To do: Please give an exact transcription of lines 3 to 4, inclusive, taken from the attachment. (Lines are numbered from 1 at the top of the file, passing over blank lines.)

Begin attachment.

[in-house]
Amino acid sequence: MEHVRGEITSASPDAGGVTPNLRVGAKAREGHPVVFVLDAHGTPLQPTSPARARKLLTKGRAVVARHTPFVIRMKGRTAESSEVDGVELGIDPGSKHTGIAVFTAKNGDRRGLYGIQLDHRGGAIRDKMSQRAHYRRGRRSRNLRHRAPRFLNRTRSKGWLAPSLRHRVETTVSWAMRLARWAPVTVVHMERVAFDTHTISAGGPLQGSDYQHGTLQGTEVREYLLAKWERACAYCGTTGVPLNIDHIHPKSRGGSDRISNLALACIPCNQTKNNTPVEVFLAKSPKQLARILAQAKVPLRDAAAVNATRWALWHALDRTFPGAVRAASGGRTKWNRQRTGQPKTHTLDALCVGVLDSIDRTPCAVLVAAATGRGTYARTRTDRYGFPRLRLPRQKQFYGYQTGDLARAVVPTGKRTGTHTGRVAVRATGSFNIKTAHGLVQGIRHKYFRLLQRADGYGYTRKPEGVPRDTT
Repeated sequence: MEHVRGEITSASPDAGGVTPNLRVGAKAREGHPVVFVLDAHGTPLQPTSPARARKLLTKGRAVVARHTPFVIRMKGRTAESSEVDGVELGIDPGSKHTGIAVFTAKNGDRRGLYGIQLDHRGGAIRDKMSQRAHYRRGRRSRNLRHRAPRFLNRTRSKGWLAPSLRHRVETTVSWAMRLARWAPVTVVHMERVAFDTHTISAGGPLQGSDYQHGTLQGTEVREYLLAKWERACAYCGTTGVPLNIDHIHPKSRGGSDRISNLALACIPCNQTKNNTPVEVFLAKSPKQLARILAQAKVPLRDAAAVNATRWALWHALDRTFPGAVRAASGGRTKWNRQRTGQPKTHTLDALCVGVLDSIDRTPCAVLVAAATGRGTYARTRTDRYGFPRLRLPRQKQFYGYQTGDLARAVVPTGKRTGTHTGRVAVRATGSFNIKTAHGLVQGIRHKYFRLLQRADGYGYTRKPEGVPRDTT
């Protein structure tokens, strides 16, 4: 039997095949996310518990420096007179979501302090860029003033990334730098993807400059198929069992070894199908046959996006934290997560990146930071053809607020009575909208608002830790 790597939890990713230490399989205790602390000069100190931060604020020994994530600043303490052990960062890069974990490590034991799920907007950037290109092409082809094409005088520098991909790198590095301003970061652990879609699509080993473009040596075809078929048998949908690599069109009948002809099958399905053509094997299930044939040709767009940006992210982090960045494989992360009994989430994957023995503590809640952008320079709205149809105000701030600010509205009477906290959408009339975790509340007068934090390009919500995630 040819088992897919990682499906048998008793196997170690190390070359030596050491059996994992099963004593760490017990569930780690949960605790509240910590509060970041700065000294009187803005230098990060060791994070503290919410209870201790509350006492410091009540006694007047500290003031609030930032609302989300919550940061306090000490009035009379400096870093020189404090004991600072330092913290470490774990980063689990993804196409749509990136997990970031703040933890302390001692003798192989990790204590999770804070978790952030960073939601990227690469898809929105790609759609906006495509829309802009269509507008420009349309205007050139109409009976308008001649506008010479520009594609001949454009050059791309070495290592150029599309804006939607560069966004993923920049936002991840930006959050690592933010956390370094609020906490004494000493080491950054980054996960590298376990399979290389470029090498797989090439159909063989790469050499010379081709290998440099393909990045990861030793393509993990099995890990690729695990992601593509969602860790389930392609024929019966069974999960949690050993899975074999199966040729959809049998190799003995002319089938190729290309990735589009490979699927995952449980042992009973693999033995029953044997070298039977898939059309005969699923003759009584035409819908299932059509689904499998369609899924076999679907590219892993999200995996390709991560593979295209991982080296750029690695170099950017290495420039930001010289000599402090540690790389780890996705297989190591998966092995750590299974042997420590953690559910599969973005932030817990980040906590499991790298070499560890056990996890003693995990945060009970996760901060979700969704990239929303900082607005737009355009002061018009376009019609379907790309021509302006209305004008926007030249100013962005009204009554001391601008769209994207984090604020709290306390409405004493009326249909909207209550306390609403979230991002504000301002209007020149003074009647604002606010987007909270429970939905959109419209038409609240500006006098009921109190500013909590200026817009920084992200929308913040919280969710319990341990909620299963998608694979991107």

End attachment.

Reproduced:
Repeated sequence: MEHVRGEITSASPDAGGVTPNLRVGAKAREGHPVVFVLDAHGTPLQPTSPARARKLLTKGRAVVARHTPFVIRMKGRTAESSEVDGVELGIDPGSKHTGIAVFTAKNGDRRGLYGIQLDHRGGAIRDKMSQRAHYRRGRRSRNLRHRAPRFLNRTRSKGWLAPSLRHRVETTVSWAMRLARWAPVTVVHMERVAFDTHTISAGGPLQGSDYQHGTLQGTEVREYLLAKWERACAYCGTTGVPLNIDHIHPKSRGGSDRISNLALACIPCNQTKNNTPVEVFLAKSPKQLARILAQAKVPLRDAAAVNATRWALWHALDRTFPGAVRAASGGRTKWNRQRTGQPKTHTLDALCVGVLDSIDRTPCAVLVAAATGRGTYARTRTDRYGFPRLRLPRQKQFYGYQTGDLARAVVPTGKRTGTHTGRVAVRATGSFNIKTAHGLVQGIRHKYFRLLQRADGYGYTRKPEGVPRDTT
């Protein structure tokens, strides 16, 4: 039997095949996310518990420096007179979501302090860029003033990334730098993807400059198929069992070894199908046959996006934290997560990146930071053809607020009575909208608002830790 790597939890990713230490399989205790602390000069100190931060604020020994994530600043303490052990960062890069974990490590034991799920907007950037290109092409082809094409005088520098991909790198590095301003970061652990879609699509080993473009040596075809078929048998949908690599069109009948002809099958399905053509094997299930044939040709767009940006992210982090960045494989992360009994989430994957023995503590809640952008320079709205149809105000701030600010509205009477906290959408009339975790509340007068934090390009919500995630 040819088992897919990682499906048998008793196997170690190390070359030596050491059996994992099963004593760490017990569930780690949960605790509240910590509060970041700065000294009187803005230098990060060791994070503290919410209870201790509350006492410091009540006694007047500290003031609030930032609302989300919550940061306090000490009035009379400096870093020189404090004991600072330092913290470490774990980063689990993804196409749509990136997990970031703040933890302390001692003798192989990790204590999770804070978790952030960073939601990227690469898809929105790609759609906006495509829309802009269509507008420009349309205007050139109409009976308008001649506008010479520009594609001949454009050059791309070495290592150029599309804006939607560069966004993923920049936002991840930006959050690592933010956390370094609020906490004494000493080491950054980054996960590298376990399979290389470029090498797989090439159909063989790469050499010379081709290998440099393909990045990861030793393509993990099995890990690729695990992601593509969602860790389930392609024929019966069974999960949690050993899975074999199966040729959809049998190799003995002319089938190729290309990735589009490979699927995952449980042992009973693999033995029953044997070298039977898939059309005969699923003759009584035409819908299932059509689904499998369609899924076999679907590219892993999200995996390709991560593979295209991982080296750029690695170099950017290495420039930001010289000599402090540690790389780890996705297989190591998966092995750590299974042997420590953690559910599969973005932030817990980040906590499991790298070499560890056990996890003693995990945060009970996760901060979700969704990239929303900082607005737009355009002061018009376009019609379907790309021509302006209305004008926007030249100013962005009204009554001391601008769209994207984090604020709290306390409405004493009326249909909207209550306390609403979230991002504000301002209007020149003074009647604002606010987007909270429970939905959109419209038409609240500006006098009921109190500013909590200026817009920084992200929308913040919280969710319990341990909620299963998608694979991107």